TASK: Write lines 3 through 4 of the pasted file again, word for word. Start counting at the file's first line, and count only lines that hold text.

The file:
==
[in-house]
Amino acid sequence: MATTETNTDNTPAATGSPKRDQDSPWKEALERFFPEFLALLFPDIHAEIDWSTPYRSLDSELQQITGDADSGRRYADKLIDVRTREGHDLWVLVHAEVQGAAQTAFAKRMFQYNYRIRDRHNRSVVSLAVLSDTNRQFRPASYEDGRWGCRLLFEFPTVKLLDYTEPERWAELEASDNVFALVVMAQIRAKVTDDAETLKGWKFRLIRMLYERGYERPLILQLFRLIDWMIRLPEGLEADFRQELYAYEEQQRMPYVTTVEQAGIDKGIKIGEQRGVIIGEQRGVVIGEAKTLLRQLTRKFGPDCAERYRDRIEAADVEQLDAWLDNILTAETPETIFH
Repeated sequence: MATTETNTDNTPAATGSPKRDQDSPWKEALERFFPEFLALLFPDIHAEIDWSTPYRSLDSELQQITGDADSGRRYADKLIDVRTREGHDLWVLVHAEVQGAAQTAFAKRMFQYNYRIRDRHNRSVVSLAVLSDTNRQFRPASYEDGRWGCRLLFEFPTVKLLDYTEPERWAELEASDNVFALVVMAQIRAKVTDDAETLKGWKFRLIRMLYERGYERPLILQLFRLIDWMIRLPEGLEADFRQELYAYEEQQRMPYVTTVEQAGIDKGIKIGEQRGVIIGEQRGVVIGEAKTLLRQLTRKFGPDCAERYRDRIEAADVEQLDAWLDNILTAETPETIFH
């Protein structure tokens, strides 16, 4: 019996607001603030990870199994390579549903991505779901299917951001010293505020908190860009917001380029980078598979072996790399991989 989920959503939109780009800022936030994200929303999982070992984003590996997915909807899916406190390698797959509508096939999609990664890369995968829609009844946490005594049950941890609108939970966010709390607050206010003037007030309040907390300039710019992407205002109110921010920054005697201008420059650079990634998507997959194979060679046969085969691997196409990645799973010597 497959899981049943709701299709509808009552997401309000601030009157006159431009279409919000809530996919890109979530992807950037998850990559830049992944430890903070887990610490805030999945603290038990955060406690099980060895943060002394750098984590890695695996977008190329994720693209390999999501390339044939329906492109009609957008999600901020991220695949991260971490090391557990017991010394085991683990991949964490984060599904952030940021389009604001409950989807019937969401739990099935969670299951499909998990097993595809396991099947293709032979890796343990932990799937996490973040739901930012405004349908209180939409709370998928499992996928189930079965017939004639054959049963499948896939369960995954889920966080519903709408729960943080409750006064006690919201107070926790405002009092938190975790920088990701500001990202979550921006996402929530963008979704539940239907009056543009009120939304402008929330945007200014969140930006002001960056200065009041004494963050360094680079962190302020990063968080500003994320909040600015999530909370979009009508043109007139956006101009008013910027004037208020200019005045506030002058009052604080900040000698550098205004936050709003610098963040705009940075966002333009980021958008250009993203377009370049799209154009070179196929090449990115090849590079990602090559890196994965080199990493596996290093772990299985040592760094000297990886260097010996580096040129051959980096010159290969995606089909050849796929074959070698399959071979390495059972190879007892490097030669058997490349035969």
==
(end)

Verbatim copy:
Repeated sequence: MATTETNTDNTPAATGSPKRDQDSPWKEALERFFPEFLALLFPDIHAEIDWSTPYRSLDSELQQITGDADSGRRYADKLIDVRTREGHDLWVLVHAEVQGAAQTAFAKRMFQYNYRIRDRHNRSVVSLAVLSDTNRQFRPASYEDGRWGCRLLFEFPTVKLLDYTEPERWAELEASDNVFALVVMAQIRAKVTDDAETLKGWKFRLIRMLYERGYERPLILQLFRLIDWMIRLPEGLEADFRQELYAYEEQQRMPYVTTVEQAGIDKGIKIGEQRGVIIGEQRGVVIGEAKTLLRQLTRKFGPDCAERYRDRIEAADVEQLDAWLDNILTAETPETIFH
């Protein structure tokens, strides 16, 4: 019996607001603030990870199994390579549903991505779901299917951001010293505020908190860009917001380029980078598979072996790399991989 989920959503939109780009800022936030994200929303999982070992984003590996997915909807899916406190390698797959509508096939999609990664890369995968829609009844946490005594049950941890609108939970966010709390607050206010003037007030309040907390300039710019992407205002109110921010920054005697201008420059650079990634998507997959194979060679046969085969691997196409990645799973010597 497959899981049943709701299709509808009552997401309000601030009157006159431009279409919000809530996919890109979530992807950037998850990559830049992944430890903070887990610490805030999945603290038990955060406690099980060895943060002394750098984590890695695996977008190329994720693209390999999501390339044939329906492109009609957008999600901020991220695949991260971490090391557990017991010394085991683990991949964490984060599904952030940021389009604001409950989807019937969401739990099935969670299951499909998990097993595809396991099947293709032979890796343990932990799937996490973040739901930012405004349908209180939409709370998928499992996928189930079965017939004639054959049963499948896939369960995954889920966080519903709408729960943080409750006064006690919201107070926790405002009092938190975790920088990701500001990202979550921006996402929530963008979704539940239907009056543009009120939304402008929330945007200014969140930006002001960056200065009041004494963050360094680079962190302020990063968080500003994320909040600015999530909370979009009508043109007139956006101009008013910027004037208020200019005045506030002058009052604080900040000698550098205004936050709003610098963040705009940075966002333009980021958008250009993203377009370049799209154009070179196929090449990115090849590079990602090559890196994965080199990493596996290093772990299985040592760094000297990886260097010996580096040129051959980096010159290969995606089909050849796929074959070698399959071979390495059972190879007892490097030669058997490349035969």